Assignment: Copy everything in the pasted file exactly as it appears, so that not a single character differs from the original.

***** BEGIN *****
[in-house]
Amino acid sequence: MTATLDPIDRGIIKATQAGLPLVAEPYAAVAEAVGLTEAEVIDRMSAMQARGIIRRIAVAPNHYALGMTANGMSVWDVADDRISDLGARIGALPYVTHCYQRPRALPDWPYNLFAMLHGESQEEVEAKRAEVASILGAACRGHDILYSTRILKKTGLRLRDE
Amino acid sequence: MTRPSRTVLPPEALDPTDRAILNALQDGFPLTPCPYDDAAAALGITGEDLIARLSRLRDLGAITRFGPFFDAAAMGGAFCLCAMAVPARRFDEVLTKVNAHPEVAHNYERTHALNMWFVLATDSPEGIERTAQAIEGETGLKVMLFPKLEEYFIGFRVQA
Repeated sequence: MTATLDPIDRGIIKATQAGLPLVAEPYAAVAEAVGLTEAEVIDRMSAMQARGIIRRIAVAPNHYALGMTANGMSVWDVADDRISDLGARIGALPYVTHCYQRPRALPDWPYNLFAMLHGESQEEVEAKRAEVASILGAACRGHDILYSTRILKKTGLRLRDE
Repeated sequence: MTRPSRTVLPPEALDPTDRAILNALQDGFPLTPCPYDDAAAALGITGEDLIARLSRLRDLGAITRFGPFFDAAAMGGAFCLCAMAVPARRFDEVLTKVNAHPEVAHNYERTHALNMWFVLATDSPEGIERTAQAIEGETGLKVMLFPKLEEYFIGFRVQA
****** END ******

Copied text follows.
[in-house]
Amino acid sequence: MTATLDPIDRGIIKATQAGLPLVAEPYAAVAEAVGLTEAEVIDRMSAMQARGIIRRIAVAPNHYALGMTANGMSVWDVADDRISDLGARIGALPYVTHCYQRPRALPDWPYNLFAMLHGESQEEVEAKRAEVASILGAACRGHDILYSTRILKKTGLRLRDE
Amino acid sequence: MTRPSRTVLPPEALDPTDRAILNALQDGFPLTPCPYDDAAAALGITGEDLIARLSRLRDLGAITRFGPFFDAAAMGGAFCLCAMAVPARRFDEVLTKVNAHPEVAHNYERTHALNMWFVLATDSPEGIERTAQAIEGETGLKVMLFPKLEEYFIGFRVQA
Repeated sequence: MTATLDPIDRGIIKATQAGLPLVAEPYAAVAEAVGLTEAEVIDRMSAMQARGIIRRIAVAPNHYALGMTANGMSVWDVADDRISDLGARIGALPYVTHCYQRPRALPDWPYNLFAMLHGESQEEVEAKRAEVASILGAACRGHDILYSTRILKKTGLRLRDE
Repeated sequence: MTRPSRTVLPPEALDPTDRAILNALQDGFPLTPCPYDDAAAALGITGEDLIARLSRLRDLGAITRFGPFFDAAAMGGAFCLCAMAVPARRFDEVLTKVNAHPEVAHNYERTHALNMWFVLATDSPEGIERTAQAIEGETGLKVMLFPKLEEYFIGFRVQA